MANHATTAN — One out of every four classrooms in NYC public schools have no air conditioning — making it too hot to learn in the summer months, according to a report released Tuesday by Park Slope City Councilman Brad Lander.
As the weather each year gets warmer and warmer, the lack of A/C in nearly 11,000 classrooms in more than 1,000 city public schools has posed a bigger problem for teachers and students, and will become even more problematic since the Department of Education lacks a plan to fix the issue, according to the “Too Hot to Learn!” report.
The DOE had no A/C installations underway and only earmarked six school buildings for electrical upgrades to allow for A/C units as of January 2017, the report said, citing data from the School Construction Authority.
“In over 10,000 NYC public classrooms, on too many days, it is simply too hot to learn in,” Lander said in a statement. “When the thermometer rises into the 80s and 90s, students become lethargic, dehydrated, and unable to focus. Students with asthma can’t even safely attend. How can we expect teachers to teach, or students to learn? We must do better for our kids.”
From the Too Hot To Learn report.
City Council passed legislation last June requiring the DOE and SCA to produce reports outlining which schools needed air conditioning, but the education department refused to provide a detailed summary of school rooms that did or did not have air conditioning when releasing the data in October 2016.
The DOE data simply showed that vast majority of buildings — some 78 percent — had "partial" air conditioning, which could mean a school had just a few classrooms with A/C.
Because of the incomplete information, Lander and his colleagues on the council reached out to parents and educators, between October and December last year, to find out how many rooms in their schools lacked air conditioning and to hear about the impacts of having hot classrooms. They received responses from roughly 450 people representing nearly 100 schools across the city.
Survey respondents included a middle school teacher in the Bronx whose student who needed to be carried down five flights of stairs to the nurse’s office because of the heat. A physical education teacher at a Brooklyn middle schools said that students get sick from being overheated in the gym and miss out on being active because of the hot temperatures. A Bronx elementary school administrator said when the cafeteria is too hot, students don’t eat their lunch — and fights increase, too.
Updated information from the DOE and SCA in January provided more classroom-level data, revealing, for instance, that the majority of hot classrooms were in Queens, with roughly 4,000 rooms with no air conditioners, and Brooklyn, with more than 3,400 classrooms without A/C. It also showed that nearly 340 classrooms had A/C units that didn’t work.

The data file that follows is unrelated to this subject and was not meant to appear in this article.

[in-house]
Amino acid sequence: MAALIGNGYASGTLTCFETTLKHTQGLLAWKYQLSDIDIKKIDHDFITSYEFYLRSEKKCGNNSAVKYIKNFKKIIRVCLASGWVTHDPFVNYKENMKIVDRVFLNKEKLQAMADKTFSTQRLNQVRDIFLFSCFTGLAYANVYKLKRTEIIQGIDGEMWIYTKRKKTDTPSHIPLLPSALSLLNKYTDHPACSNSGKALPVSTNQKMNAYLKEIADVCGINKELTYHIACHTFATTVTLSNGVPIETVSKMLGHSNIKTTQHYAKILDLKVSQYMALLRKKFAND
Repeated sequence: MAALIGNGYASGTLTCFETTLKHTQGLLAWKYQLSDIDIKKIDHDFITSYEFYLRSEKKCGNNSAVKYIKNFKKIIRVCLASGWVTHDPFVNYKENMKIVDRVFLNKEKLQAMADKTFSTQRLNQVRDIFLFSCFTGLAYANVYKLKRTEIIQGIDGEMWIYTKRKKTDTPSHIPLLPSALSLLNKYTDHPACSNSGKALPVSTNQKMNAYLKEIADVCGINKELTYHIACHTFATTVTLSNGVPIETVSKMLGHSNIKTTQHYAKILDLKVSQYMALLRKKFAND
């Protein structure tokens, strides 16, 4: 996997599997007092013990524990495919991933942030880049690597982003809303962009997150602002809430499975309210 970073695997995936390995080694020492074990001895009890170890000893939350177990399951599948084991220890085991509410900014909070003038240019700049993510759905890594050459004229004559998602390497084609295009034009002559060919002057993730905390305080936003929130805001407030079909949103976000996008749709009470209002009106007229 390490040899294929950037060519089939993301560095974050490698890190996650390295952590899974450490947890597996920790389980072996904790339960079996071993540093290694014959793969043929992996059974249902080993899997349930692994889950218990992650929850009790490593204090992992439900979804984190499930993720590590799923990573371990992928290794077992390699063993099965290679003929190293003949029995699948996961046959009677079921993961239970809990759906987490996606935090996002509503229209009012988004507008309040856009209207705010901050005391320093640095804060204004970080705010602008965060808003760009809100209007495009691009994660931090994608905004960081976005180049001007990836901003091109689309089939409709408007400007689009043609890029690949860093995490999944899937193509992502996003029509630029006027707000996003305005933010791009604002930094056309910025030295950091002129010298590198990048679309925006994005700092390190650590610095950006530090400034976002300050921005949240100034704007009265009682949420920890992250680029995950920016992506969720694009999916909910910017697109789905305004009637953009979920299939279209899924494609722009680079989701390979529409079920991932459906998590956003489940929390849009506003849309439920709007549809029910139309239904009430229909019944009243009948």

The data, however, lacked information on whether school public areas like auditoriums, cafeterias, gyms, libraries and nurses’ offices had A/Cs.
According to Lander’s survey, 95 percent of respondents said that those shared spaces lacked air conditioning.
Lander and other council members called on the DOE to provide a 5-year plan to air condition every school and assess buildings’ needs for electrical upgrades.
Many schools have insufficient wiring to power A/C units, the report notes, which results in power outages or blown fuses.
In addition, even when the wiring exists, schools are still denied A/Cs by the city, Lander found.
At one Queens school, the DOE refused to allow air conditioners to be installed — despite the fact that the building was wired for it — because they didn't want to pay the added electrical costs, according to a principal who asked to remain anonymous.
The Council would also like a $100 million initial capital investment for electrical upgrades and $25 million in expense funds, over 5 years, dedicated to buying A/C window units for the classrooms that need them.
Under DOE budget rules, the city’s capital funds can pay to wire schools for air conditioning, but schools themselves must use their own operating funds to purchase the units.
Cash-strapped schools then have to make the impossible choice between spending on teachers and textbooks — or on air conditioning. It then becomes an issue of equity: schools with wealthy student bodies often have their PTAs fundraise for A/C units, when the wiring allows for it, while low-income schools are unable to have similar campaigns.
DOE officials said they are dedicated to providing students with a safe and comfortable learning environment in every school building. They added that approximately 95 percent of school buildings have air conditioning in some or all of the instructional spaces.
When selecting summer school sites, the DOE said it prioritizes classrooms with air conditioning.